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The Autocritique of Enlightenment: Rousseau and the Philosophes
This text provides an analysis of the life and works of Jean-Jacques Rousseau, an area often overlooked in accounts of 18th-century heritage. Mark Hulliung restores Rousseau to his historical context, the world of the philosophes, and shows how he employed the arsenal of Voltaire, Diderot and others to launch a powerful attack on their vision of the Enlightenment.
Hardcover, 293 pages
Published August 5th 1998 by Harvard University Press
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This is a strange book which is much better on the philosophes than it is on Rousseau. It’s true that Rousseau often is not served well by scholars who look at the Enlightenment as a whole (though I think Hulliung's criticism of Peter Gay is unfair). But reading Rousseau back into the Enlightenment by reading the Enlightenment back into Rousseau is a bizarre strategy. No matter how much Hulliung would like to convince us otherwise, the Enlightenment wasn't a series of footnotes to Rousseau.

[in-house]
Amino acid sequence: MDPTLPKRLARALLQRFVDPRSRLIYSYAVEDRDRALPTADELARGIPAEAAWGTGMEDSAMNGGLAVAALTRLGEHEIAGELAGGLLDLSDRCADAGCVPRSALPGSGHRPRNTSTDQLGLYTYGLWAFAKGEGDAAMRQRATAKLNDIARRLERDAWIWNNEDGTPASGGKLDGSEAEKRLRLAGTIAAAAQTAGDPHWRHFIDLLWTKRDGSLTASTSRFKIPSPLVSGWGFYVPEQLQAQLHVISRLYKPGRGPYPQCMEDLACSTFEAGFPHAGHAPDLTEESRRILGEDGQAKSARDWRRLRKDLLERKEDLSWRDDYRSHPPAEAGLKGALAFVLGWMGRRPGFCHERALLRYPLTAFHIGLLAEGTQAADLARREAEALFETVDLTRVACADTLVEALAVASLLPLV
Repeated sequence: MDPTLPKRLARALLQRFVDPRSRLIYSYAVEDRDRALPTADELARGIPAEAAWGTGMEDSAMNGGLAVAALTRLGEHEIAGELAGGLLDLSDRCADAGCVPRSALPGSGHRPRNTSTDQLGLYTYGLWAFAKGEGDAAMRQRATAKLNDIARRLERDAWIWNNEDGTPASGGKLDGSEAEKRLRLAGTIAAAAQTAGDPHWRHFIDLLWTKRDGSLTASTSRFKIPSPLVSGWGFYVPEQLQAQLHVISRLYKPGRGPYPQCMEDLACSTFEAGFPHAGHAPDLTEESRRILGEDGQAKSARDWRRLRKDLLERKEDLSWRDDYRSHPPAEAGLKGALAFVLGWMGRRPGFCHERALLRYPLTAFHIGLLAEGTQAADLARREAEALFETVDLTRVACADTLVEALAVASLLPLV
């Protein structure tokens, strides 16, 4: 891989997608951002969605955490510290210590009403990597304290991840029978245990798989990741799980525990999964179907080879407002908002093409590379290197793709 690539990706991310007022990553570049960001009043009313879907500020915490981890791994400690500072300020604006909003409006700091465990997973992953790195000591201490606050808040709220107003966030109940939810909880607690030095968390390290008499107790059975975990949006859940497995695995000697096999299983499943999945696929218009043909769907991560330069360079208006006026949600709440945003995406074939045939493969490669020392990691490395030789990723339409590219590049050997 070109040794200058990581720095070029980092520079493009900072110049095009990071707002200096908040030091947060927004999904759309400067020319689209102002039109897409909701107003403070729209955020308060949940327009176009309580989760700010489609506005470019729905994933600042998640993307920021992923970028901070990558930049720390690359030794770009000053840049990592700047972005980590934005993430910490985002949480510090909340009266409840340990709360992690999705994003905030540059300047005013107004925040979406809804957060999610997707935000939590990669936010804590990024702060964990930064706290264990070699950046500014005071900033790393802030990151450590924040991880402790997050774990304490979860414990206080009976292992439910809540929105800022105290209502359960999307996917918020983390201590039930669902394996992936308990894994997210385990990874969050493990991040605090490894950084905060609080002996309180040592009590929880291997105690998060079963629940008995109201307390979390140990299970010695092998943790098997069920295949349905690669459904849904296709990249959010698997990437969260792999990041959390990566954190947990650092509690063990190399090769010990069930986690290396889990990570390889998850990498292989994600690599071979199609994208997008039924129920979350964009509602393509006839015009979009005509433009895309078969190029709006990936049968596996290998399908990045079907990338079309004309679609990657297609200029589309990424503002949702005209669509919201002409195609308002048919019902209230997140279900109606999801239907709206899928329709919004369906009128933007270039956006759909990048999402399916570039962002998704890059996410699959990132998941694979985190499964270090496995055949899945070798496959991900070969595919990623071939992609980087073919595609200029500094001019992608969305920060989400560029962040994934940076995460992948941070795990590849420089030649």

A lucid explanation by my old Brandeis U prof, Mark Hulliung, of how Jean-Jacques Rousseau both epitomized and ruthlessly criticized the 18th-century French Enlightenment of the Encyclopedie and the philosophes. Hulliung cogently argues that it is a mistake to locate Rousseau within the Romantic tradition of 19th-century Europe, but that he instead belongs firmly to the Enlightenment tradition of anti-clericalism, individualism, and empirical observation, even as he was far more radically ...more